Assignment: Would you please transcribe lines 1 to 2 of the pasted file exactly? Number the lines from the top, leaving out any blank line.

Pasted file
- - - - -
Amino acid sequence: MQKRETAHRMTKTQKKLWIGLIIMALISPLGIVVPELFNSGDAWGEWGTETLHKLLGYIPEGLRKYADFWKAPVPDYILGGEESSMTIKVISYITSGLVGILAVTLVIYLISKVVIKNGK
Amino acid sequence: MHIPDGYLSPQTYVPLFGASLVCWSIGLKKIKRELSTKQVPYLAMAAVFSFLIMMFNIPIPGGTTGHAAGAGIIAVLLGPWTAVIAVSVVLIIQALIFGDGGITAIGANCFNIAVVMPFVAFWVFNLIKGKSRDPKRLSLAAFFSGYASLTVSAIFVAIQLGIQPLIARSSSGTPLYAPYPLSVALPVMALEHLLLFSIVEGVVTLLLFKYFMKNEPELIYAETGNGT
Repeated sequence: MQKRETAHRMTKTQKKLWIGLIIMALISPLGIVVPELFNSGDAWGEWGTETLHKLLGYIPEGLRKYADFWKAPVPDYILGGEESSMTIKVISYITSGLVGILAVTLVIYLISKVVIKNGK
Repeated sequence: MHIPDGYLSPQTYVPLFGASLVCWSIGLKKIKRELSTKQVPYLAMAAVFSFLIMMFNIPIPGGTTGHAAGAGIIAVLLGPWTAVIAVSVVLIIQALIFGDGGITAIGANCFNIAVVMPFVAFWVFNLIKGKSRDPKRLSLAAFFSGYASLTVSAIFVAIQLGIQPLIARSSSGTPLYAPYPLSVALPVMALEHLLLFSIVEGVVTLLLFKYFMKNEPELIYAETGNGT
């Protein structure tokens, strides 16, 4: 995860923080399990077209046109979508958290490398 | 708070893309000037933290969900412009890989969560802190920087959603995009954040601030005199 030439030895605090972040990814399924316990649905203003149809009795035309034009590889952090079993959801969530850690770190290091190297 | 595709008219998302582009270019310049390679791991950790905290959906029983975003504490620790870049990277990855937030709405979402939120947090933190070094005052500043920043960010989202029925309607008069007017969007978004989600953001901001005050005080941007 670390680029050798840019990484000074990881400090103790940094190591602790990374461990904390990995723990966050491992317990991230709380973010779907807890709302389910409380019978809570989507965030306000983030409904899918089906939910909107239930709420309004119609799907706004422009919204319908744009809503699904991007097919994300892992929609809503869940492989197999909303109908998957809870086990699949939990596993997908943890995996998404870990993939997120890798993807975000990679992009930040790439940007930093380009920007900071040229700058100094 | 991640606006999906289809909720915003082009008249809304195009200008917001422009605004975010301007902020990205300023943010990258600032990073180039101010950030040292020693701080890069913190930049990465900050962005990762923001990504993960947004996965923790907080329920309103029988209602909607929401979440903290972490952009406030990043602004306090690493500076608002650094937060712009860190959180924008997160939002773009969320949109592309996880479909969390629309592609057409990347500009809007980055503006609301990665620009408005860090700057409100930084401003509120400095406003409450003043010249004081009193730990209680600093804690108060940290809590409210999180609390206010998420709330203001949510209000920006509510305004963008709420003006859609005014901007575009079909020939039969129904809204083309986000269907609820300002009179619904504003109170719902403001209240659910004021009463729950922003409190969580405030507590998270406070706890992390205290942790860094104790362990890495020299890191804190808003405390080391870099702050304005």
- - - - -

Amino acid sequence: MQKRETAHRMTKTQKKLWIGLIIMALISPLGIVVPELFNSGDAWGEWGTETLHKLLGYIPEGLRKYADFWKAPVPDYILGGEESSMTIKVISYITSGLVGILAVTLVIYLISKVVIKNGK
Amino acid sequence: MHIPDGYLSPQTYVPLFGASLVCWSIGLKKIKRELSTKQVPYLAMAAVFSFLIMMFNIPIPGGTTGHAAGAGIIAVLLGPWTAVIAVSVVLIIQALIFGDGGITAIGANCFNIAVVMPFVAFWVFNLIKGKSRDPKRLSLAAFFSGYASLTVSAIFVAIQLGIQPLIARSSSGTPLYAPYPLSVALPVMALEHLLLFSIVEGVVTLLLFKYFMKNEPELIYAETGNGT